Residents in Queensland’s northwest are bracing for further flooding as a major river is set to peak.
Burketown, about 2153km northwest of Brisbane, has already been seriously impacted by flooding from nearby Albert River, which is expected to hit its peak on Sunday.
Just under 90 people were evacuated from Burketown as of late Saturday, with no evacuations overnight into Sunday, as 60 residents remained in their homes.
At least 37 properties have been inundated by rising flood waters, with fresh fears the small Burke Shire community could be isolated for up to two weeks.
“We are strongly urging all remaining residents to leave the community of Burketown as soon as possible,” said Queensland Police in a social media post on Saturday.
Flooding in the northern Queensland Burketown area is expected to peak on Sunday.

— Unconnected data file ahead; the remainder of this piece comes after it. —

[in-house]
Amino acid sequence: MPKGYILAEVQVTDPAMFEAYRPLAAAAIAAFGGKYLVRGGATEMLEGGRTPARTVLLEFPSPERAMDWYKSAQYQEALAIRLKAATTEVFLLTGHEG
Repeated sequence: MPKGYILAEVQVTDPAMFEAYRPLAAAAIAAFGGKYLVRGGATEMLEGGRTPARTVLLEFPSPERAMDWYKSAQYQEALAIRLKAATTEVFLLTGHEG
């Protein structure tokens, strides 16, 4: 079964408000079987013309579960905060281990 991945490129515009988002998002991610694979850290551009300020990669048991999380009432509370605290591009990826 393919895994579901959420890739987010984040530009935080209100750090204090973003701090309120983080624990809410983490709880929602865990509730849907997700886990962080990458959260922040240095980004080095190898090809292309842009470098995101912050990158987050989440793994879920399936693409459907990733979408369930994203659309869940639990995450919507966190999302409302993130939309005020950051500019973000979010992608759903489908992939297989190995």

“Sewerage to the town has been compromised and power to the town will be cut off [Saturday].
“It is not safe for people to remain. Residents who have chosen to remain should seek assistance from police.”
Evacuees were taken to nearby Doomadgee, or flown to Mount Isa, more than 300km away.
Getting a read on the Albert River is difficult, with gauges not available along the river system.
Locals and authorities have told the ABC they’ve seen waters recede overnight, however, further heavy rainfalls in the area could see the river rise again over the course of Sunday.
The Albert River’s previous flood record, from March 2011, peaked at 6.78m, but hat record has already been smashed.
“At Doomadgee Township a major record river level of 8.54 metres was recorded on Friday morning, however river levels are now rising more slowly, and nearing a peak,” said the a Bureau of Meteorology spokesperson.
“Record major flooding is occurring at Burketown, with further rises and a record peak likely during Sunday.”
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